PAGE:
'We're not panicking': Top cardiologist says new COVID study shouldn't cause alarm

Six months into the pandemic and the “new normal” is everyday life.

Dr. Ameya Kulkarni told ABC7 News being in the COVID crisis for this length of time means things aren’t as scary and unknown as they once were.

“From March until now, what we have learned is a world of information and I think in the next six months, we’ll get another world,” Kulkarni told reporter Victoria Sanchez.

Kulkarni is a cardiologist and chairman of the Cardiovascular Institute at Mid-Atlantic Kaiser Medical Group. He said while the constant stream of new COVID data is helping physicians, it is causing some anxiety in patients.

In a recent article in the Journal of the American Medical Association, 60 percent of patients in the study had myocarditis, swelling of the heart, 10-12 weeks after recovering from coronavirus.

“One of my worries is that people will sort of see this top line and they say, ‘Oh my gosh, everybody with COVID is going to have a heart problem,’ and of course that’s just not true,” he said.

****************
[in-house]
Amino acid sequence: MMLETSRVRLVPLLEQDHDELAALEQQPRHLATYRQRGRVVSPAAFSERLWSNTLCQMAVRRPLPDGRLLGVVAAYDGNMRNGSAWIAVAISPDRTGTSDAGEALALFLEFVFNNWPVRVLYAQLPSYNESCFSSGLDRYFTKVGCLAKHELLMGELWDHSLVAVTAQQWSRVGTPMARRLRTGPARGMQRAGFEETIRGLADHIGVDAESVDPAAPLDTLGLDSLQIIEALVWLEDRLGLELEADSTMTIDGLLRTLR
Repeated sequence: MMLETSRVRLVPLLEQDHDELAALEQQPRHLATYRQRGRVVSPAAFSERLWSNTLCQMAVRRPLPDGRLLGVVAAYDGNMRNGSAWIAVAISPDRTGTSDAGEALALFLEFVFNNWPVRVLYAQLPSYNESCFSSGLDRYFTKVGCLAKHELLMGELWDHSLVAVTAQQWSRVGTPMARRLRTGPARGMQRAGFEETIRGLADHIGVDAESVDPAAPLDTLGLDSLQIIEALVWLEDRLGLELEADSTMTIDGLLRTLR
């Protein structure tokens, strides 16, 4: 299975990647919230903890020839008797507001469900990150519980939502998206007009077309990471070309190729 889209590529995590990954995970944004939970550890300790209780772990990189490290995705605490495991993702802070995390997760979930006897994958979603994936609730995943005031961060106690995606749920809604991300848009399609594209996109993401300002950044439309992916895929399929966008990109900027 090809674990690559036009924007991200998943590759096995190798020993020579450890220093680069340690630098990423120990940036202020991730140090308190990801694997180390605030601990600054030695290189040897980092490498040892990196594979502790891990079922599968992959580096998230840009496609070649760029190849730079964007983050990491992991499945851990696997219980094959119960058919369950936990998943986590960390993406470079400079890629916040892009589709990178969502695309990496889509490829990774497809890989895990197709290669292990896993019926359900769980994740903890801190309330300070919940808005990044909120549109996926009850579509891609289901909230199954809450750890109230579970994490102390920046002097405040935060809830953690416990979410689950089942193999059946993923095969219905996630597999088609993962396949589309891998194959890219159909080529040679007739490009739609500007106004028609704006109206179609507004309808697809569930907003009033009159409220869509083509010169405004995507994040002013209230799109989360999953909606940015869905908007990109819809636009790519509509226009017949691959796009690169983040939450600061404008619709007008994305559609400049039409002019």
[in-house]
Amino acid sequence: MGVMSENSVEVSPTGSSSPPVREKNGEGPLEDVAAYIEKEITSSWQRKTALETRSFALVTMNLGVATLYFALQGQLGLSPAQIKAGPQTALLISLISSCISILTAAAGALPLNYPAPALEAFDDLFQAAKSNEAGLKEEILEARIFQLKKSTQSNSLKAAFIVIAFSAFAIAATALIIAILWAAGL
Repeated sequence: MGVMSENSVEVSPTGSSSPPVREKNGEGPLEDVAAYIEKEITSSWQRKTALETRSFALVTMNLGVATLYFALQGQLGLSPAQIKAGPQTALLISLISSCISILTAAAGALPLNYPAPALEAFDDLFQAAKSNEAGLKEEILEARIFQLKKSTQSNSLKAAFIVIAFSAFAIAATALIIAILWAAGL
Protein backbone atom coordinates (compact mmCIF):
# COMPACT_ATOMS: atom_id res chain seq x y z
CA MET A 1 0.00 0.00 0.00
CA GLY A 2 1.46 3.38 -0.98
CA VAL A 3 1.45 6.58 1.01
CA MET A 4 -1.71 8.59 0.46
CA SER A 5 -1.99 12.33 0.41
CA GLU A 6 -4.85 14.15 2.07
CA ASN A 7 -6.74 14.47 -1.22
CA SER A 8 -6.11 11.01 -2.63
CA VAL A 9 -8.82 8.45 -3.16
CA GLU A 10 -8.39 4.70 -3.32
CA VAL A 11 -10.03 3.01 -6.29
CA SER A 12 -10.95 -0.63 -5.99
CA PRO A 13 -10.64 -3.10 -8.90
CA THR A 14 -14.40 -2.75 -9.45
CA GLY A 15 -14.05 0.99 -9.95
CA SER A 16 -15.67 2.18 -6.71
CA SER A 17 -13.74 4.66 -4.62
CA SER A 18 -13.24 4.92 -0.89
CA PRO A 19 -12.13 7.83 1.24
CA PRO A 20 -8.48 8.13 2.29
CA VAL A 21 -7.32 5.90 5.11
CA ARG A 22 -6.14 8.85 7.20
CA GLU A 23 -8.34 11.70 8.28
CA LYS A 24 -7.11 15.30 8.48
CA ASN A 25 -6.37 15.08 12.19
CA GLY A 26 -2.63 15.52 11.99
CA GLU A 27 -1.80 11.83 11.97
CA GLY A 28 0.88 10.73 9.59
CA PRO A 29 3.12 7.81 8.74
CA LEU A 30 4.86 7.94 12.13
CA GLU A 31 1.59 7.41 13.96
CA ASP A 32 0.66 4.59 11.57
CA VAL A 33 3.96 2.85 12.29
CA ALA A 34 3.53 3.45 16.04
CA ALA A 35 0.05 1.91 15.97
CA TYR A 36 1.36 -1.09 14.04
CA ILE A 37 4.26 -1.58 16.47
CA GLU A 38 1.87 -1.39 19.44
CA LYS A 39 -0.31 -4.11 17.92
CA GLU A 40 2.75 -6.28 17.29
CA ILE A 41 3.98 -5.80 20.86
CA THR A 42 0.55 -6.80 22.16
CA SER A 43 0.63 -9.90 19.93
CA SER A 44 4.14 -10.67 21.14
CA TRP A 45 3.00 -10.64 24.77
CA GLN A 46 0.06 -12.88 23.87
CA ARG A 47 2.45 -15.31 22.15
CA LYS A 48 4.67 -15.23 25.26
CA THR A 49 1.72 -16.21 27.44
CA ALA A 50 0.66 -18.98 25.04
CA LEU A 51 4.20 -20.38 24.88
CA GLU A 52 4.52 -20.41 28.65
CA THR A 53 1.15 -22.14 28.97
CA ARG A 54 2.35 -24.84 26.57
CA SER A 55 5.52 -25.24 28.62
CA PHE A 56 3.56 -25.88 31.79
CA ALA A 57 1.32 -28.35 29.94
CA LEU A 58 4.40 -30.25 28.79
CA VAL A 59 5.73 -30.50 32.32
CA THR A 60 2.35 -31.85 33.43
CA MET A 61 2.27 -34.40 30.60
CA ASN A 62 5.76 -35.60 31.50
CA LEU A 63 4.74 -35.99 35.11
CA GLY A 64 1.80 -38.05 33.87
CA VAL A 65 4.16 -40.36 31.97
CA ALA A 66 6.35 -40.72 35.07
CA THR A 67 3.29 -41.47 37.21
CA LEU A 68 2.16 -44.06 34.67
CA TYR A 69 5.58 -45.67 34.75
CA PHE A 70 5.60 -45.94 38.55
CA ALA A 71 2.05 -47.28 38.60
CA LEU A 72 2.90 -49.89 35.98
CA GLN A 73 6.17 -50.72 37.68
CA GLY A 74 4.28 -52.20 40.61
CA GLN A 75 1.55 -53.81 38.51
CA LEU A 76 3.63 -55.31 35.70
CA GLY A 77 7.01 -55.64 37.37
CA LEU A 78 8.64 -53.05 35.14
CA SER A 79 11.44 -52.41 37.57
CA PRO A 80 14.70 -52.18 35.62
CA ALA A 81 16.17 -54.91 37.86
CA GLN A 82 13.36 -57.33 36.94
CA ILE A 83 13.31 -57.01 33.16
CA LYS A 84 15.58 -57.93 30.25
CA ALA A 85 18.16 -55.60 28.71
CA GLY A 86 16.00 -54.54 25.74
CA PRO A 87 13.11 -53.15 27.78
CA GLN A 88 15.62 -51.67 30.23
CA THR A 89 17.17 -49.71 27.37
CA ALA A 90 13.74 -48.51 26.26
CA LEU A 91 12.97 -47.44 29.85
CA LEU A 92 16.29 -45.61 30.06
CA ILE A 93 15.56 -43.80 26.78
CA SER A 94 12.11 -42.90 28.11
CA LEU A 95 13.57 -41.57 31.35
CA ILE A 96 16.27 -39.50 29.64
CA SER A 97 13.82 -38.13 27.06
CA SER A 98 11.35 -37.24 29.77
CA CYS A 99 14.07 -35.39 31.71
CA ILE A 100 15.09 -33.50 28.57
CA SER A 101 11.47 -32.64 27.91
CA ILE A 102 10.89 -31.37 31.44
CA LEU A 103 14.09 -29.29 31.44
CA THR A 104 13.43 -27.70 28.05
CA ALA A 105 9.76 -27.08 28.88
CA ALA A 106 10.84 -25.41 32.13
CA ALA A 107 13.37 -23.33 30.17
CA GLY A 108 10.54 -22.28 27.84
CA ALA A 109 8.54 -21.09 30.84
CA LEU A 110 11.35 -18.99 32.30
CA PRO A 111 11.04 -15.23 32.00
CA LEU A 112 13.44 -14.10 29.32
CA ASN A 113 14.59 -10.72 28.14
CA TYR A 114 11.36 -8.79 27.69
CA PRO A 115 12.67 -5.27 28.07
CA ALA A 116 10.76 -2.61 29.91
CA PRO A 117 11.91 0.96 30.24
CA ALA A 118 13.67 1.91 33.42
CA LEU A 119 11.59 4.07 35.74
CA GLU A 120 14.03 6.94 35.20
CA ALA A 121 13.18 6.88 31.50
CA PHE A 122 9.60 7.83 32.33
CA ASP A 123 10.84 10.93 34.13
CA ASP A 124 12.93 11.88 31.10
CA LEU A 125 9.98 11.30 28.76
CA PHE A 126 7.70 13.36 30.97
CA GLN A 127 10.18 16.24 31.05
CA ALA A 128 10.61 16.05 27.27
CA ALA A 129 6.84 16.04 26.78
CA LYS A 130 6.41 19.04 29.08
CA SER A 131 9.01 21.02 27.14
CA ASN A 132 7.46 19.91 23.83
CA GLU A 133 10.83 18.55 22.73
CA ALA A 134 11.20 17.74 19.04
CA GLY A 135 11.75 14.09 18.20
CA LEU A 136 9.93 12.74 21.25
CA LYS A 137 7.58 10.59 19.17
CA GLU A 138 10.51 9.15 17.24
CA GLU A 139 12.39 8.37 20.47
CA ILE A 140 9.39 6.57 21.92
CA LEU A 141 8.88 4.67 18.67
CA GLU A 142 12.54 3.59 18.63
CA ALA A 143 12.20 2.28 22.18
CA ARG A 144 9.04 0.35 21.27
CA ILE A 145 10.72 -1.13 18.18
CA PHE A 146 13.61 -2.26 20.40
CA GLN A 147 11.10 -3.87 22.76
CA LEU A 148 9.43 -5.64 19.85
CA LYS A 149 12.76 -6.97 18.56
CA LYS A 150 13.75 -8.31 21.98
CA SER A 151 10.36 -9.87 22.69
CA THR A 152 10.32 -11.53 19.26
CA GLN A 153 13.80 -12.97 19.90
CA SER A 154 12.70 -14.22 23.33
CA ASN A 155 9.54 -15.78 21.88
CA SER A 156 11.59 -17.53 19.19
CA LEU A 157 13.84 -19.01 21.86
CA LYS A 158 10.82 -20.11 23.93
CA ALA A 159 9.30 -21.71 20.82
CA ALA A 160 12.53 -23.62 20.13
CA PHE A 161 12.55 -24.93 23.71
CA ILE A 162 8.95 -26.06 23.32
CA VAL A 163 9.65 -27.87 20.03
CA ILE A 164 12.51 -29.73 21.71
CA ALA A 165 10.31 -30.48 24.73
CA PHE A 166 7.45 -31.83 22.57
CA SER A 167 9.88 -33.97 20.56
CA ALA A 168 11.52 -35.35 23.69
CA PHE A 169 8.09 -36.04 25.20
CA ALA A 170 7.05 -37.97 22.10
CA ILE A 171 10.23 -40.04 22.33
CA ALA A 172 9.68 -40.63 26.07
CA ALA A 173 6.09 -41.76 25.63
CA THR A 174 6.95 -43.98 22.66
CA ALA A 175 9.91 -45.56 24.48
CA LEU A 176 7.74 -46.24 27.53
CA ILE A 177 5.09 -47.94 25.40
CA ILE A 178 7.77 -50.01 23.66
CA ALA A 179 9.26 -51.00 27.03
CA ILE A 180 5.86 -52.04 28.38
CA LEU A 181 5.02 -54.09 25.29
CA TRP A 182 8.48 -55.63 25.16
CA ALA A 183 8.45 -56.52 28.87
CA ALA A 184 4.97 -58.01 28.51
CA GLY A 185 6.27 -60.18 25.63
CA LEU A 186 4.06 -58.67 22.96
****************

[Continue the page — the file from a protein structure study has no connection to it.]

Two Northern Virginia patients ABC7 News followed in their recovery journey have much different outcomes from each other after both nearly died from COVID-19.

Titou Phommachanh’s wife said the Manassas father of three is doing remarkably well and has no heart issues. The wife of Luis Velasquez of Sterling told Sanchez while her husband is at home and doing better, he still cannot walk and has nerve damage.

While more than half of the people in the American Medical Association studyshow potential long-term heart issues, Kulkarni said the condition is treatable.

“We’re not panicking. We don’t need to immediately make sure that everyone who gets COVID gets and MRI. I don’t think that’s it at all. But it does mean that we will pay much more close attention to the patients who’ve had COVID if they present with symptoms that we’re worried about, you know, heart problems,” he said.

One thing that does seem to be universal across novel coronavirus patients who survive, is the length of time it takes to get back to feeling normal.

“Post-recovery is much longer than anyone anticipated. People have prolonged fatigue, deconditioning, they stay short of breath on exertion a lot longer than we would have thought with sort of a flu or respiratory illness,” Kulkarni explained.

 

Originally published on WJLA.com. 

Previous Article
Virtual dance parties help some improve health and wellness during pandemic
Virtual dance parties help some improve health and wellness during pandemic

Dance parties are part of Kaiser Permanente’s “Thriving After 60” program of events, workshops and classes.

Next Article
How men can step up as mental health allies for women
How men can step up as mental health allies for women

The pandemic is hitting women harder than men in many ways. More are losing jobs, reporting feelings of dep...